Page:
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Species profile—Pimelea leptospermoides

Classification

Plantae (plants) → Equisetopsida (land plants) → ThymelaeaceaePimelea leptospermoides

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Species details

Kingdom
Plantae (plants)
Class
Equisetopsida (land plants)
Family
Thymelaeaceae
Scientific name
Pimelea leptospermoides F.Muell.
WildNet taxon ID
12595
Alternate name(s)
serpentine rice flower
Nature Conservation Act 1992 (NCA) status
Near threatened
Environment Protection and Biodiversity Conservation Act 1999 (EPBC) status
Vulnerable
Back on Track (BoT) status
Low
Conservation significant
Yes
Confidential
No
Endemicity
Native
Pest status
Nil
Description
Pimelea leptospermoides is a shrub growing 0.3 to 1 m high. The young stems are hairy. The leaves are alternate, shortly petiolate, narrowly obovate to elliptic, sparsely appressed-hairy on both surfaces or only abaxially, olive or dark blue-green on adaxial surface, usually paler abaxially. The lamina is 7 to 22 mm long and 2 to 7 mm wide. The flowers are bisexual or male and occur in the upper axils, 1 to several per axil, densely antrorse-hairy outside and white in colour. The hypanthium is 6 to 10 mm long. The style-portion is poorly defined, 4.5 to 8 mm long, hairy inside. The sepals are 2 to 4 mm long. The stamens are inserted below the sepals and are subsessile in the throat. The anther locules are introrse.
Pimelea leptospermoides was included under Pimelea umbratica by Threlfall (1983) but can be readily distinguished by the lateral veins of the leaves, which are nearly parallel to the margin distally rather than acutely angled to the margin as in P. umbratica (Rye, 1990).
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Distribution
Pimelea leptospermoides occurs in central eastern Queensland from near Marlborough to Rockhampton. Its extent of occurrence is 110 km, and within an area of 1000 sq km. It was recorded in SF 61, SF 114 (Lake Learmouth) and in Princhester Conservation Park (QDNR 2000).
Distributional limits
-22.7334271, 149.8260865
-23.2592557, 150.6927421
Range derivation
Range derived from extent of the taxon's verified records
Habitat
This species occurs on stony hillsides and in sandy clay soils, in open eucalypt forest (Rye 1990). It grows in serpentine soils which have high toxic levels of various metals, and a deficiency of the major general plant nutrients. It is found in most serpentine soil vegetation communities, but not in riverine forest on black clays, or dry rainforest on stony red and brown clay loams and clays. Eucalyptus fibrosa subsp. fibrosa and Corymbia xanthope are also indicators of serpentine soil within the species range, and the three species co-occur. The species occurs in tall open forest, open forest and low open forest, all with a grassy and/or heathy understorey, and in woodland with a Melaleuca bracteata subcanopy layer where prolonged flooding occurs (QDNR 2000).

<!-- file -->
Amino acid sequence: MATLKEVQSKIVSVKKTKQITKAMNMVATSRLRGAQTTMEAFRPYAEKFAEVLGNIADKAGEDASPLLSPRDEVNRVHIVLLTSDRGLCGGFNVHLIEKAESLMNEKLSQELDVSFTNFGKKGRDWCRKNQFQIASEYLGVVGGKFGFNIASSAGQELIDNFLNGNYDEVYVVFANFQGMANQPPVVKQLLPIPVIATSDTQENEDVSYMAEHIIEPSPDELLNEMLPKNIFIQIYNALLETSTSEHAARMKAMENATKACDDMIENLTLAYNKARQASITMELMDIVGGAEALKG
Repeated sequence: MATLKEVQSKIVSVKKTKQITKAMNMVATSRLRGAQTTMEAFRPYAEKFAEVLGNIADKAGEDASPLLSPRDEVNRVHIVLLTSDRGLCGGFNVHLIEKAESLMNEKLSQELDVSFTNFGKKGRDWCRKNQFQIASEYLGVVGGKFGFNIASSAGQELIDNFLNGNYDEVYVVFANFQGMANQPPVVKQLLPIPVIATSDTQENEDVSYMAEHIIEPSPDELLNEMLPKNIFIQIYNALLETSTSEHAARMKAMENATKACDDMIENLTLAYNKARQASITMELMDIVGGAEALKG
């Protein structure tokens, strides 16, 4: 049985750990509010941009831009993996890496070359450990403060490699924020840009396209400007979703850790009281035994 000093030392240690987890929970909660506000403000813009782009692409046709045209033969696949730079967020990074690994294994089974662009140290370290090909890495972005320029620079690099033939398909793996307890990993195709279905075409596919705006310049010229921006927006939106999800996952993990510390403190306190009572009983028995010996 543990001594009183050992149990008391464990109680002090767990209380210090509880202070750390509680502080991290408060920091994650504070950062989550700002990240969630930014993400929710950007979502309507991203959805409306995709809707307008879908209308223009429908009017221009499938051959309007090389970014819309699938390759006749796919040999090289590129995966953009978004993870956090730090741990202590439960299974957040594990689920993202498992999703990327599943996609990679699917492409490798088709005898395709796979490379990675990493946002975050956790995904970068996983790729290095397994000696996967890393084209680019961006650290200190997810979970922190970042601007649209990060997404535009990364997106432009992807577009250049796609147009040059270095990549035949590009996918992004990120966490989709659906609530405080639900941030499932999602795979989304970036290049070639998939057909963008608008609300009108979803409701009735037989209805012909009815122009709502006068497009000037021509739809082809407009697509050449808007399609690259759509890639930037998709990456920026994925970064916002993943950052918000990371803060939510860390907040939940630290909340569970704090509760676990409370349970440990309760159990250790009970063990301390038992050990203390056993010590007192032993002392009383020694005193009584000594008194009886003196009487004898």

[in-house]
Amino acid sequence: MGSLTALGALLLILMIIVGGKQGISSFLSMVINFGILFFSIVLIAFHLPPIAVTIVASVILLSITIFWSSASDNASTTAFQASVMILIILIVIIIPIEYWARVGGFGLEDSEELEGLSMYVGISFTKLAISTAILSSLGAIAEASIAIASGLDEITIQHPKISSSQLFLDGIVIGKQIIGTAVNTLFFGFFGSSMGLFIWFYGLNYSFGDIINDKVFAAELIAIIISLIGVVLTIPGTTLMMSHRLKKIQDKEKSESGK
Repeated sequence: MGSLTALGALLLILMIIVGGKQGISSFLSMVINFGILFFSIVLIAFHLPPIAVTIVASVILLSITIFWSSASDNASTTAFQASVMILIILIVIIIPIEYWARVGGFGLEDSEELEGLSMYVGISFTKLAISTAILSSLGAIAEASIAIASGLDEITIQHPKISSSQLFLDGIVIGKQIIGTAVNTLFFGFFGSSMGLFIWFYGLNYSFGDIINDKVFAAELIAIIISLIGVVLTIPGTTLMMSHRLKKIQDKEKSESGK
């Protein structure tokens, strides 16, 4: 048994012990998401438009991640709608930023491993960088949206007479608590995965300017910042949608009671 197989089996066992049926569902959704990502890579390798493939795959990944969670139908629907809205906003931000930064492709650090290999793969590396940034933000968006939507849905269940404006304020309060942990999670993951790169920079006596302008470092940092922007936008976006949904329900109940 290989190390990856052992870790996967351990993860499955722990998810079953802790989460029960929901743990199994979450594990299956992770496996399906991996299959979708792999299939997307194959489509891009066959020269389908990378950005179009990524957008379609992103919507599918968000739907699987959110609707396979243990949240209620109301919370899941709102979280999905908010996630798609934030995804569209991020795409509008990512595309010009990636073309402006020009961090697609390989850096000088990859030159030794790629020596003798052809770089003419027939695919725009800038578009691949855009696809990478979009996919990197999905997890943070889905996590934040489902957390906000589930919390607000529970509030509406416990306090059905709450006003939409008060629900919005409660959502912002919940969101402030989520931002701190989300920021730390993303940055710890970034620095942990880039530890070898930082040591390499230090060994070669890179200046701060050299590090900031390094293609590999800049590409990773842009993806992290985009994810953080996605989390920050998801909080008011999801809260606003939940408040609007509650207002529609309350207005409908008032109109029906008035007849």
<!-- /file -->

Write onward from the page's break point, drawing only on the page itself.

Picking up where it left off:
Reproduction
The flowers are bisexual or male (Rye 1990) and borne throughout the year with a peak from May to Oct. The species regenerates after disturbance along roadsides, and after tree fall and fire (QDNR 2000).
Status notes
Pimelea leptospermoides is listed as Near Threatened under the Queensland Nature Conservation Act 1992 (Queensland) and Vulnerable under the Commonwealth Environment Protection and Biodiversity Conservation Act 1999.
Notes
Occurs in the following Queensland pastoral districts: Port Curtis.
References
Department of Sustainability, Environment, Water, Population and Communities (DSEWPC) (2012). Pimelea leptospermoides in Species Profile and Threats Database, Department of Sustainability, Environment, Water, Population and Communities, Canberra. Accessed 29/05/2012. http://www.environment.gov.au/sprat.
Queensland Department of Natural Resources (DNR) (2000). Species Management Manual. Forest and Fauna Conservation and Ecology Section, Queensland Department of Natural Resources.
Queensland Herbarium (2011). Specimen label information. Queensland Herbarium. Accessed 21/07/2011.
Rye, B.L. in George, A.S. (Ed) (1990). Flora of Australia 18: 172.
Threlfall, S. (1983). The Genus Pimelea (Thymelaeaceae) in Eastern Mainland Australia. Brunonia 5 (2): 172.
Profile author
Lynise Wearne (25/06/2012)

Other resources

Species Profile and Threats Database (SPRAT)
The Australasian Virtual Herbarium (AVH)
Atlas of Living Australia

Data source

This profile data is sourced from the QLD Wildlife Data API using the Get species by ID function used under CC-By 4.0
https://apps.des.qld.gov.au/species/?op=getspeciesbyid&taxonid=12595

This information is sourced from the WildNet database managed by the Queensland Department of Environment and Science.

More species information

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Licence
Creative Commons Attribution 4.0 International (CC BY 4.0)
Last updated
23 October 2019
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